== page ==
According to a study by the Project for Excellence in Journalism, Obama has been featured in 77% of the stories done between the end of the Democratic primaries and early July. There are far fewer stories on McCain.
Rush Limbaugh sees an effort to tilt the playing field toward Obama:
"My prediction is that the coverage of Obama on this trip will be oriented toward countering the notion he has no idea what he is talking about on foreign policy and defense issues and instead will prop him up as a qualified statesman . . . McCain, on the other hand, is a known quantity on these issues and his position does not excite nor fit the mainstream media's narrative on Iraq and Afghanistan, so they simply ignore it and him."
Unlike most observers on the left, I view Limbaugh as an extremely perceptive observer of the media and Democratic Party politics.
But Limbaugh's mistaken here.
Before Obama got into the air, the basic media narrative of his overseas trip was that Obama was playing defense in the face of criticism from the McCain campaign. McCain had been taking the initiative by challenging Obama to travel with him to Iraq and hold as many as ten townhall meetings. McCain was also aggressive in calling for overturning bans on offshore drilling for oil and attacking Obama's ideas on negotiating with Iran and withdrawing from Iraq as naive and ideological.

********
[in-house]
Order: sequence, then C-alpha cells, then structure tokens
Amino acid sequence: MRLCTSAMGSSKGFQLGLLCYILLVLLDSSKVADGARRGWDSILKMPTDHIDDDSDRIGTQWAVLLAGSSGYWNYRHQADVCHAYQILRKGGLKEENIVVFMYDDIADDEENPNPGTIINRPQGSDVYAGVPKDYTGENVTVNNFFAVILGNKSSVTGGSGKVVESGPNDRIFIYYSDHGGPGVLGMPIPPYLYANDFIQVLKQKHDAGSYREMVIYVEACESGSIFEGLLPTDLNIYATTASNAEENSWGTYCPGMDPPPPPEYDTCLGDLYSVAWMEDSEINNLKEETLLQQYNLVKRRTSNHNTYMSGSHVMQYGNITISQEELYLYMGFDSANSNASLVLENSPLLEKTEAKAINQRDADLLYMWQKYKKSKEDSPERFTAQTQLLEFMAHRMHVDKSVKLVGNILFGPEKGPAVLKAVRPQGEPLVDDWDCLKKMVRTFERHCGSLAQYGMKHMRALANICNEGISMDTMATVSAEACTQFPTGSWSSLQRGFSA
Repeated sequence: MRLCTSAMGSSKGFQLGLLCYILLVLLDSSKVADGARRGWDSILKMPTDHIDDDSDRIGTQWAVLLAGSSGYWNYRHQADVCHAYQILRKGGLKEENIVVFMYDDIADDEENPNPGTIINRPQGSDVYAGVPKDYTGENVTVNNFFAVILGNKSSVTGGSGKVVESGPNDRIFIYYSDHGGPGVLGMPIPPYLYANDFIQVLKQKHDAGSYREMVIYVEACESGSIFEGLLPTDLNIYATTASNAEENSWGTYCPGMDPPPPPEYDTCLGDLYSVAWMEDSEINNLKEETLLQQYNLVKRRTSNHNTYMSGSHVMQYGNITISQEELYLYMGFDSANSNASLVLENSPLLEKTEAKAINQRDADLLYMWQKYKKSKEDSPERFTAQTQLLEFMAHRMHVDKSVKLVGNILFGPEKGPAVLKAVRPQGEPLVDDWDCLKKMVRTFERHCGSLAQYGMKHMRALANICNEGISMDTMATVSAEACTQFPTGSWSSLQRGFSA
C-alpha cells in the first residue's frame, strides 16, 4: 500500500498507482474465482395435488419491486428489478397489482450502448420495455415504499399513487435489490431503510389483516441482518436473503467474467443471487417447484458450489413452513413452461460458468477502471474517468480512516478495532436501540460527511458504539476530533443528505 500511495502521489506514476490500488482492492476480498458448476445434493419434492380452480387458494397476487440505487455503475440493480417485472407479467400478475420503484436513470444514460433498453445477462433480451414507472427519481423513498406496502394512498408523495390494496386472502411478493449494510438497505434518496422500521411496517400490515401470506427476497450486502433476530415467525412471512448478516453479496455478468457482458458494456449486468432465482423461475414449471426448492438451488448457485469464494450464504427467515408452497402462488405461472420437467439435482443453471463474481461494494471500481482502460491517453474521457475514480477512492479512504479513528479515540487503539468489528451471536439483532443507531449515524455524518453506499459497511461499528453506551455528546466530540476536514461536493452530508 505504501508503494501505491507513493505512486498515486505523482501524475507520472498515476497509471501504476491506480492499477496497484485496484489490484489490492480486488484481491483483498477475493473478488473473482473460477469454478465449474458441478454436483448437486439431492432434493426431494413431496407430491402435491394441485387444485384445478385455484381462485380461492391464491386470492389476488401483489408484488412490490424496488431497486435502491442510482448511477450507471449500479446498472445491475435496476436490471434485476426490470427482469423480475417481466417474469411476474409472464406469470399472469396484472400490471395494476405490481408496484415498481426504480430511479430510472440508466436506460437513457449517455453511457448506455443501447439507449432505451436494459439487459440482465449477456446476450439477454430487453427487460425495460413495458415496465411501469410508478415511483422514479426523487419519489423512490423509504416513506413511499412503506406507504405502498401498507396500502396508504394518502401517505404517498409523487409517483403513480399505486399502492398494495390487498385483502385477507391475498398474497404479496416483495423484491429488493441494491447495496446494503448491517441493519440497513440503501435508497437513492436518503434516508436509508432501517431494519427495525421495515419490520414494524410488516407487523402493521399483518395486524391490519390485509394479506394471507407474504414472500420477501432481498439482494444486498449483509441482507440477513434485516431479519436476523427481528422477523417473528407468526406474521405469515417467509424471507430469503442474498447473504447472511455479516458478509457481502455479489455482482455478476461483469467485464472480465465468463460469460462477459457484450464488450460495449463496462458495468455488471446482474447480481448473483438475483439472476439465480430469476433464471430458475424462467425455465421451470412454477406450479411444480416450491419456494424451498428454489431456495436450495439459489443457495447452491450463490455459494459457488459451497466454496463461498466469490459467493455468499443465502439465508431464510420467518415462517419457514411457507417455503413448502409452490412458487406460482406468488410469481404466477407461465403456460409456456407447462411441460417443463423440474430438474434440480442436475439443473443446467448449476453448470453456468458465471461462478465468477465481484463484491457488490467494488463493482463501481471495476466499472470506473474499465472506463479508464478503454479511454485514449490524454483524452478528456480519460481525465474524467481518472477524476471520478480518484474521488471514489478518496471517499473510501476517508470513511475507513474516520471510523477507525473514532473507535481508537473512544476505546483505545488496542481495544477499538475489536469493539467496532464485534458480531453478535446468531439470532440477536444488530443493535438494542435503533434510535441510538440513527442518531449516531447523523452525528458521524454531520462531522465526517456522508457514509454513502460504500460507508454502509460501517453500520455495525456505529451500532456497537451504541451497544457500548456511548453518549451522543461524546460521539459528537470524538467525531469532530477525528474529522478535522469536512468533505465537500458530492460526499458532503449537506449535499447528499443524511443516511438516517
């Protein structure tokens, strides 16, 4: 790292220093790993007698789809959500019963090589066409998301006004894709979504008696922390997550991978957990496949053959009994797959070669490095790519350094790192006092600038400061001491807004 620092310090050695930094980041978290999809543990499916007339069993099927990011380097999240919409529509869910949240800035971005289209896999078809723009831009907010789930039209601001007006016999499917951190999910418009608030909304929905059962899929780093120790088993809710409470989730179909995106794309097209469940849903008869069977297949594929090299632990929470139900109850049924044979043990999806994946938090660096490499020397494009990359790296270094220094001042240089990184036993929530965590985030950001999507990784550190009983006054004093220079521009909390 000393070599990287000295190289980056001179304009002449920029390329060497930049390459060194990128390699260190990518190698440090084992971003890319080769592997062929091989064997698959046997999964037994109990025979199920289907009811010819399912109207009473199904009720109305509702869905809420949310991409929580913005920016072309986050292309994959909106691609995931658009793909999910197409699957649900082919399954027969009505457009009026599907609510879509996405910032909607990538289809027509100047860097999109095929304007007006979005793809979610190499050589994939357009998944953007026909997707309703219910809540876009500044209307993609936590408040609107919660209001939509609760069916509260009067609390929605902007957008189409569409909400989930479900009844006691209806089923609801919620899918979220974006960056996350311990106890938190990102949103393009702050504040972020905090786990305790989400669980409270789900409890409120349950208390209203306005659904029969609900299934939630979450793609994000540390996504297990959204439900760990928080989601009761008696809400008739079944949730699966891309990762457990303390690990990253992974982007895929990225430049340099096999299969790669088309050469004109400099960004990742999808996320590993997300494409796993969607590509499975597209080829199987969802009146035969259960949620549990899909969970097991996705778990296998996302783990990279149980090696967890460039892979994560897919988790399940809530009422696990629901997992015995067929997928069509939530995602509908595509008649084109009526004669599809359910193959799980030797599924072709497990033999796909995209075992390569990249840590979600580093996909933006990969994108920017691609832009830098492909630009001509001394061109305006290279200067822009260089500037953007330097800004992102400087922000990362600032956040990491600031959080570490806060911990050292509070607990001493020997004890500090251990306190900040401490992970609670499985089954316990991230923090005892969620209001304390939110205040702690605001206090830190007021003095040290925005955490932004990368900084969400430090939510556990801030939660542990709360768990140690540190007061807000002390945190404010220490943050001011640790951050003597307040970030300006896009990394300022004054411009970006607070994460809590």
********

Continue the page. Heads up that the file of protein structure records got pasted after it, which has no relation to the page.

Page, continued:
In the context of McCain's aggressive criticism, the media has been portraying Obama as "on the defensive," "dogged by criticism" and "boxed in" by McCain on Iraq and other issues. For example, the Kansas City Star framed one of their stories on Obama's patriotism by emphasizing the extent to which he was "dogged by criticism" for not wearing a flag pin in his lapel. Likewise, an ABC story by Jake Tapper was headlined "The Success of the Surge Seemingly Puts Obama on the Defensive." The same was the case with Dick Morris and Eileen McGann column for the New York Post which was headlined "The Way to Box in Barack on Iraq."
Contrary to Rush Limbaugh, the basic media narrative has been that McCain on offense/Obama on defense.
That doesn't mean that all the puff stories from the network talking heads aren't going to help Obama. But the question is not whether the current success of Obama's trip is going to confirm media bias toward Obama, but whether the trip is going to change the media narrative in Obama's favor.